Participatory Governance in Africa
In research commissioned by the African Development Bank (AfDB), ThinkWell studied civil society-initiated participatory governance methods across Africa, cataloguing the range of methods in use and factors that influence their effectiveness.
Breaking New Ground
Recent decades have seen a growing civil society engagement in government accountability mechanisms, which is often termed social accountability.
However, social accountability mechanisms has somewhat limited what is considered civic participation. Restricting the scope of methods to those that hold the state accountable to something rather than the co-engagement of stakeholders to improve governance outcomes.
ThinkWell is expanding the concept of social accountability to reflect the dynamic landscape of civic participation, going beyond accountable public officials to co-governed societies. Participatory governance is when both state and non-state actors can meaningfully work together in the decision-making and operation of governmental systems. Participatory governance refers to democratic co-governance; where it is not one side against the other, but rather cooperation between them.
Africa is arguably a region where the impact of nonresponsive governance continues to prohibit public service delivery and progress on human development goals. Moreover, each country has a unique socio-political context, which often restricts which sectors or issues citizens can engage in and how.
In recent years, international support for participatory governance has risen dramatically, however there is a dearth of information about what participatory governance methods are being used, how they are being selected and what makes them work.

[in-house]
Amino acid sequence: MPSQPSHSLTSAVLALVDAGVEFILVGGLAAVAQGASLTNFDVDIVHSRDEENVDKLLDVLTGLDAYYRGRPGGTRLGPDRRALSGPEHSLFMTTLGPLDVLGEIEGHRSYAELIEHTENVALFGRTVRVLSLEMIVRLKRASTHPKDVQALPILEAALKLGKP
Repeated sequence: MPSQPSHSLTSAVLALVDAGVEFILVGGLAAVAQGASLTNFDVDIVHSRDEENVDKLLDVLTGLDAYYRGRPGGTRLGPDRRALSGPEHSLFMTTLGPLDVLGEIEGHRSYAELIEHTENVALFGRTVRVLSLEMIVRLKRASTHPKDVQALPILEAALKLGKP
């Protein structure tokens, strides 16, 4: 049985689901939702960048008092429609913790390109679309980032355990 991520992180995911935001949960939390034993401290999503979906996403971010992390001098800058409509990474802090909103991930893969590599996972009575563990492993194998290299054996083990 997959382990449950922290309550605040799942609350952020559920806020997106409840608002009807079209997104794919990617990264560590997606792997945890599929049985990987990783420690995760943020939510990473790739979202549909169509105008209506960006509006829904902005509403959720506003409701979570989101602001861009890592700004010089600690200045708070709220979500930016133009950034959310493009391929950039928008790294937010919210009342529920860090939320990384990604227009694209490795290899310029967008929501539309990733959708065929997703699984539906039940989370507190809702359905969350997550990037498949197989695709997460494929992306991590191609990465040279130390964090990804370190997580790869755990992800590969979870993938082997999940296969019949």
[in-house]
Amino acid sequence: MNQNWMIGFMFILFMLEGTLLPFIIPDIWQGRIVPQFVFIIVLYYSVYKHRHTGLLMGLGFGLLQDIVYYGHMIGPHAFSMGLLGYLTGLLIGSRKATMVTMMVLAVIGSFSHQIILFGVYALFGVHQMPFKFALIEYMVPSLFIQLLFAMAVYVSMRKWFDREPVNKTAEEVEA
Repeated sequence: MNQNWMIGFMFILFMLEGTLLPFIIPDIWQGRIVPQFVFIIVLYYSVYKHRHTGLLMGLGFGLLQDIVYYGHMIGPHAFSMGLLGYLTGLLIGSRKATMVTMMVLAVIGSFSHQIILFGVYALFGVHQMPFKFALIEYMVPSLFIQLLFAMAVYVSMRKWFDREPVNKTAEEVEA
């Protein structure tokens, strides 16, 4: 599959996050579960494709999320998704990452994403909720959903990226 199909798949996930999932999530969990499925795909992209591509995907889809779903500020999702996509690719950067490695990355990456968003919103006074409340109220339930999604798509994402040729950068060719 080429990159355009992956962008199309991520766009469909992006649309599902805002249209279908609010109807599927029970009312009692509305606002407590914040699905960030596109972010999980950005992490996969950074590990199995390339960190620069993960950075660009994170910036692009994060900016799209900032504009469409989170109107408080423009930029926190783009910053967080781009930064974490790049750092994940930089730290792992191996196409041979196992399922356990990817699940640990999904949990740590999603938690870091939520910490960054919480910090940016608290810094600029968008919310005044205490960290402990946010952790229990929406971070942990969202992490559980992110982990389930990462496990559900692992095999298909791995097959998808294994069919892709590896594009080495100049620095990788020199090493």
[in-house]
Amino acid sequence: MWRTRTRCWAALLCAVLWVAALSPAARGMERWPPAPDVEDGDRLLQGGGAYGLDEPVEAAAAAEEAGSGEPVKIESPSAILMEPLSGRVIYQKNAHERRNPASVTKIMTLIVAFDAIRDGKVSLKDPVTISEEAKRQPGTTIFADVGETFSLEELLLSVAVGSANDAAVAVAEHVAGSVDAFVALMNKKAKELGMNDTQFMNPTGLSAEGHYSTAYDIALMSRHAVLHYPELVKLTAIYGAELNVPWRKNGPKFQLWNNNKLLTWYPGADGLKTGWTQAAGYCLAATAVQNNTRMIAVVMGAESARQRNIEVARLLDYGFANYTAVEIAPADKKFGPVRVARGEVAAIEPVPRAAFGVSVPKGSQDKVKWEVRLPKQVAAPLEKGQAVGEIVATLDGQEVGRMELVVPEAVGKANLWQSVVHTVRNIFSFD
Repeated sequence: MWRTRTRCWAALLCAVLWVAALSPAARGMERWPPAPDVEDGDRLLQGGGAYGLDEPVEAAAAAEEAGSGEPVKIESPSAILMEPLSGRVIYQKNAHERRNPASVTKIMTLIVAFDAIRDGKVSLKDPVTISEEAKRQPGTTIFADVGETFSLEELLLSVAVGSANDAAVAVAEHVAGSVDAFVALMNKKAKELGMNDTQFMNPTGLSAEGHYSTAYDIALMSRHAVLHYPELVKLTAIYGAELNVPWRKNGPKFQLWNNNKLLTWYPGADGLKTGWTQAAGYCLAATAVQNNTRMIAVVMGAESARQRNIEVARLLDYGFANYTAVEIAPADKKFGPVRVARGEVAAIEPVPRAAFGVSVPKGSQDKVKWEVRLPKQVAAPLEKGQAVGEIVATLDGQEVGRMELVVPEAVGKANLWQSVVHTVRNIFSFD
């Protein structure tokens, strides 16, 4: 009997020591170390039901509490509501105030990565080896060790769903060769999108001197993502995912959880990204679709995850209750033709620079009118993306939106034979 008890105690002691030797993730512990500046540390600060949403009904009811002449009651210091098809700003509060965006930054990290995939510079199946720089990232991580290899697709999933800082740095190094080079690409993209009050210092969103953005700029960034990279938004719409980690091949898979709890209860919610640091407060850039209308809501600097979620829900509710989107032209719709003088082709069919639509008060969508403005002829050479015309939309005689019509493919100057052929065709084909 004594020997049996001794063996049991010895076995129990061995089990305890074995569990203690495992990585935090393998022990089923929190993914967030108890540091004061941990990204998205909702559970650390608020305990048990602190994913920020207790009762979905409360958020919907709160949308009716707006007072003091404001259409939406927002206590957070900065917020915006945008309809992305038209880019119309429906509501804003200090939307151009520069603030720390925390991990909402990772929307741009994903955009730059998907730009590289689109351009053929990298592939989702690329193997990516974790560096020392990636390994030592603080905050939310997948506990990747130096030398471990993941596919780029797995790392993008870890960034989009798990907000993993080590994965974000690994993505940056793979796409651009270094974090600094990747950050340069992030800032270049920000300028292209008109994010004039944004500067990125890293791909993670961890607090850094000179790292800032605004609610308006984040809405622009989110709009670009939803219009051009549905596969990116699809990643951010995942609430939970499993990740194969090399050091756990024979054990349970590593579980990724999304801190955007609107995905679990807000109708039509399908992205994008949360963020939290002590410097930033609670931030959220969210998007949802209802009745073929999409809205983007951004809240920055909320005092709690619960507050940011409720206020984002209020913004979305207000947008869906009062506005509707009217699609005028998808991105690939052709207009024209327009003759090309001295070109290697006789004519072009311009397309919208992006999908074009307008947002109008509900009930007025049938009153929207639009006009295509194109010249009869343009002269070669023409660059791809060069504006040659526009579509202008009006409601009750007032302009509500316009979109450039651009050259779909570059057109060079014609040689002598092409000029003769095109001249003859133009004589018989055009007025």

ThinkWell used a team of researchers with diverse backgrounds, ranging from political science to public health, to conduct a comprehensive landscaping review of civil society-led participatory governance methods in Africa. Based on these findings, the team conducted key informant interviews with civil society organizations in five purposefully selected African countries (Ethiopia, Tunisia, Malawi, Mozambique and South Africa) to elucidate how participatory methods were being used and what factors influenced how they worked.
The results from this study are working to shift the accountability paradigm. Firstly, we have captured the diversity of participatory governance throughout Africa, cataloguing over 200 projects. We identified 23 distinct methods, and have developed a new entry points framework, grouping each of them by where a citizen can engage.
Based on the findings from the five country case studies we developed a political space analysis tool that links a country’s context and project objectives to method selection. The tool works by quantifying a country’s political space based on five key factors. These factors include required resources, capacity, openness, responsiveness and access to information.
Civil society-initiated participatory governance projects catalogued across Africa
Civil society organizations interviewed in 5 countries
Participatory governance methods categorized